Andy Kerr

Conservationist, Writer, Analyst, Operative, Agitator, Strategist, Tactitian, Schmoozer, Raconteur

It's Time to Question Growth

By Andy Kerr

Column #32 - Go to next column

Length: 749 words

Published: 9 October 1997, Wallowa County Chieftain

It is time to question growth. No, not emotional, spiritual or other fine kinds of growth. It's time to question population and consumption growth. Oregon has been growing rapidly for the several years and no end is in sight. But the end to the Oregon we know and love is well in sight. Estimates vary, but we can expect another million people to move to Oregon in the next several decades.

To date, the debate has been limited to how to accommodate the growth, not whether to have growth or not. While some believe that growth is good, polls show that more Oregonians favor slowing or stopping growth. Unfortunately, most believe that growth is inevitable. Some say it's good for the economy and citizenry. Most feel differently, but are resigned to longer commutes, dirtier air, and drinking water out of the Willamette River.

Developers (and their chorus of real estate agents, media, bankers and others who clearly do benefit from growth) don't question it and would rather the rest of us didn't either. If all this growth is so good, why are our taxes going up and libraries and parks closing, and potholes going unfilled?

Our taxes are going up because business taxes are going down. To compound the inequity, more of tax revenue is being diverted from schools, police, libraries, roads and parks to subsidize business to come or stay in Oregon.

The fact is that while growth increases the tax base, it also increases the obligations of government even more. The data is clear: the larger the city, the higher the per capita taxes.

Growth has costs which are being borne by all taxpayers. Consider new housing. Each new house in Oregon costs the taxpayers about $25,000 to provide infrastructure. This cost is not paid by the developer, nor paid back by the new household in taxes. Every time you see a couple of new houses, you're not seeing a librarian or teacher or police officer.

It would be cheaper for cities to buy up all the undeveloped land in their urban growth boundary (UGB), and dedicate it to open space and wildlife habitat, than to subsidize its development. But under state law a UGB must have extra land to accommodate 20 years of projected new development. Unless this law is changed, in most people's lifetimes, the urban growth boundaries from Eugene to Portland will all touch.

Must we settle for a better planned Los Angeles?

Alternatively, if the UGBs are not expanded, developers tell us that densification of existing neighborhoods is the only option. Their Sophie's choice need not be our Oregonian's choice.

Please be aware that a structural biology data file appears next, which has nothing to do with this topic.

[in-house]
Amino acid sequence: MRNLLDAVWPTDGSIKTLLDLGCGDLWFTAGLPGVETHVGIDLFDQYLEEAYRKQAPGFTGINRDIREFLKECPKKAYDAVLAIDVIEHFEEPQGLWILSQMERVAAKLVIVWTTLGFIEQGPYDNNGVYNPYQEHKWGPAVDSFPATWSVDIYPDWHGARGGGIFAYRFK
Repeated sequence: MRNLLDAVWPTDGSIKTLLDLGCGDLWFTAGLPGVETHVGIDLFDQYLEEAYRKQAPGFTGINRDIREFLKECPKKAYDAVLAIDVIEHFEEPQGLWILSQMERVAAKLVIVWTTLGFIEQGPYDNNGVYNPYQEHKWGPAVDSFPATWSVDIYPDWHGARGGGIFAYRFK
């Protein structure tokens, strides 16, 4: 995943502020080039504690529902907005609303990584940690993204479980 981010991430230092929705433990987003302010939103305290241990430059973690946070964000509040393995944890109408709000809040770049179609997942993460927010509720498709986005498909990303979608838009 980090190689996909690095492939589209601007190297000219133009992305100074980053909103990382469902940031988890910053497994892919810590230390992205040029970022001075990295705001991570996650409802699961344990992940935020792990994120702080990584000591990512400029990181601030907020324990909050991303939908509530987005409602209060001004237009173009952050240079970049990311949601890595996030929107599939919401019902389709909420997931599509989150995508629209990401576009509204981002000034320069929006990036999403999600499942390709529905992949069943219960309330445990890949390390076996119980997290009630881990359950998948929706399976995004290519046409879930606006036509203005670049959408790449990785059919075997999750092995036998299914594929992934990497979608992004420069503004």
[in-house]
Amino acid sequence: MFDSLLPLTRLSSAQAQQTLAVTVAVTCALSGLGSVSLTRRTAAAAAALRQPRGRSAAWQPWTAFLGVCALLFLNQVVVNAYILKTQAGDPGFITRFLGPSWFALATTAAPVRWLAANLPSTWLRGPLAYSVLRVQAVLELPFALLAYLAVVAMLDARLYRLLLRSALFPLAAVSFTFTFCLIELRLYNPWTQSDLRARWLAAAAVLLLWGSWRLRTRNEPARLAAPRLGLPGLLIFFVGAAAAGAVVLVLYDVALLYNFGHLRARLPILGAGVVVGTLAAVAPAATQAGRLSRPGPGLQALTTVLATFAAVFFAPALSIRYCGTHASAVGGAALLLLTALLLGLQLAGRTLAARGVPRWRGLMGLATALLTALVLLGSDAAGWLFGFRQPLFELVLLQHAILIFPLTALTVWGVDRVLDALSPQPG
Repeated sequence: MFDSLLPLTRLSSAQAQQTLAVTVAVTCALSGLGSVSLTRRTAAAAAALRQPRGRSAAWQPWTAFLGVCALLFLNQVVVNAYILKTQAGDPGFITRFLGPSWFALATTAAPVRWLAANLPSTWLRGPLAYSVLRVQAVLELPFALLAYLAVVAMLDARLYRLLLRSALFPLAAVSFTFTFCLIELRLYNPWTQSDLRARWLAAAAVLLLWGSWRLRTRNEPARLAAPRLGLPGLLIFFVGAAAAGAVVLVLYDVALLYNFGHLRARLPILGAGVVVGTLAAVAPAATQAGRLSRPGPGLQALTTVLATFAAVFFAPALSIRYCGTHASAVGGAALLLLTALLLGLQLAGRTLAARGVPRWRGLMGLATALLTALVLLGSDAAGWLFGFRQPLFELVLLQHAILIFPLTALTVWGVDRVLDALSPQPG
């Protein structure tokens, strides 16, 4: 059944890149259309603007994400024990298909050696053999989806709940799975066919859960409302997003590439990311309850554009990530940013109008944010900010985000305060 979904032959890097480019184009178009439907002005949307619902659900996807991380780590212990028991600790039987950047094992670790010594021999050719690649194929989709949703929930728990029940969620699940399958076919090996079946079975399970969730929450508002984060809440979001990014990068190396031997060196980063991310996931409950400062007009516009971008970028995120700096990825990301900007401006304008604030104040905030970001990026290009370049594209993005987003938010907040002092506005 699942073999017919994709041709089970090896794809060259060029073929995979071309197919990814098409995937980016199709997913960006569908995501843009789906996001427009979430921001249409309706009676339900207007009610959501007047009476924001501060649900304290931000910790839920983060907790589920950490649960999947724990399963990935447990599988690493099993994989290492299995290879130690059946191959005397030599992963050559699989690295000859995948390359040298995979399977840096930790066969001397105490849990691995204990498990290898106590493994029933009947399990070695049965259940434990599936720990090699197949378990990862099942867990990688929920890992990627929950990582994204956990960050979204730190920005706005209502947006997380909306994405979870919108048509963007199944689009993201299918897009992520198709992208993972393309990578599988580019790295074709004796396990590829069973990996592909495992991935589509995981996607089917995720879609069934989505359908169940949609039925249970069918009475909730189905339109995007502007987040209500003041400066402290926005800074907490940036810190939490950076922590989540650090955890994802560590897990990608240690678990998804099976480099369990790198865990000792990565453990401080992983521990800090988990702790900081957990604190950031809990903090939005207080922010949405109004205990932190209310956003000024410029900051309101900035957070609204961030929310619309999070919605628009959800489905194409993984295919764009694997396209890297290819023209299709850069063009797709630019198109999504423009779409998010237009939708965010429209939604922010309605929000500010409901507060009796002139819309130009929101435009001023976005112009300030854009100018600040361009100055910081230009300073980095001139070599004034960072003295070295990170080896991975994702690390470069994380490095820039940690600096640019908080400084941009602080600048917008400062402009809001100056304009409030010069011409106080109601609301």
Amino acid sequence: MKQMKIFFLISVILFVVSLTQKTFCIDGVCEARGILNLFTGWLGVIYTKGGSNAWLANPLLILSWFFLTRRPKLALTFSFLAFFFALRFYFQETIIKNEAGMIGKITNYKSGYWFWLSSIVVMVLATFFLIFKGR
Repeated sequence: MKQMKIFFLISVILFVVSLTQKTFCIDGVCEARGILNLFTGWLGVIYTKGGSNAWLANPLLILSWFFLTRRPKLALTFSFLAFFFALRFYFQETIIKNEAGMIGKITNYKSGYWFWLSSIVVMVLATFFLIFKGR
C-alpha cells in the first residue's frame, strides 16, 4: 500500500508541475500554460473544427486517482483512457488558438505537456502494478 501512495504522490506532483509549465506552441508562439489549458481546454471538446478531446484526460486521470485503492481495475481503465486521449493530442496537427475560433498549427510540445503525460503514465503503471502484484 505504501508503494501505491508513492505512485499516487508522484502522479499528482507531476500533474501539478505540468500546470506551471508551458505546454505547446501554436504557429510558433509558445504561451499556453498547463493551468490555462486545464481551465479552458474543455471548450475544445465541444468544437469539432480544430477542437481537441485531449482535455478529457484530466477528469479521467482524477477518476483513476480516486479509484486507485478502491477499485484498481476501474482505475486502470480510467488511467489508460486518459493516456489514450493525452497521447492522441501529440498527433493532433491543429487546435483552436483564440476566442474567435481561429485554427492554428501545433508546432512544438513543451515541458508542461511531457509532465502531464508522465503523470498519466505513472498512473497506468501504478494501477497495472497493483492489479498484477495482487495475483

Developers argue that we can't stop newcomers at the border. We're not suggesting such. However, we do suggest not paying them $25,000 to move here.

Have you ever heard of a chamber of commerce, be it in Burns, Bend, Portland, Seattle, Los Angeles or New York to say that the community is big enough? We cannot grow away community problems.

Rather than investing our hard-earned taxes in growth, let us invest some of it in schools, parks, sensible and clean transportation and libraries, and let us keep the rest to spend as we see fit.

It's not just newcomers who are causing the population growth. One-third is because the Oregonians who are here are having too many children. If unplanned and unwanted pregnancies were prevented, population would stabilize.

But what about the economy? The developers and their chorus say it can't prosper without growth. Economies do extremely well in war, but the costs are obvious. After WW II, the economy shifted. It is again transitioning after the end of the Cold War.

An economy dependent upon population increase is destined to decline. An economy is dynamic. We are a rich society. We can move to a sustainable economy that is better for people (except developers who can't change), communities and the environment.

At some point population and consumption on this planet will match the carrying-capacity of the Earth. If it occurs sooner, we and our children and their children will be the better for it. We shudder to think if it happens later.

Because most of us incorrectly believe growth to be inevitable, politicians are rewarded by campaign contributions from developers for aiding and abetting growth, even though they have to raise taxes to do it.

Growth is not inevitable. Oregonians have the power to choose their future. The questions are whether they will and will they choose wisely.

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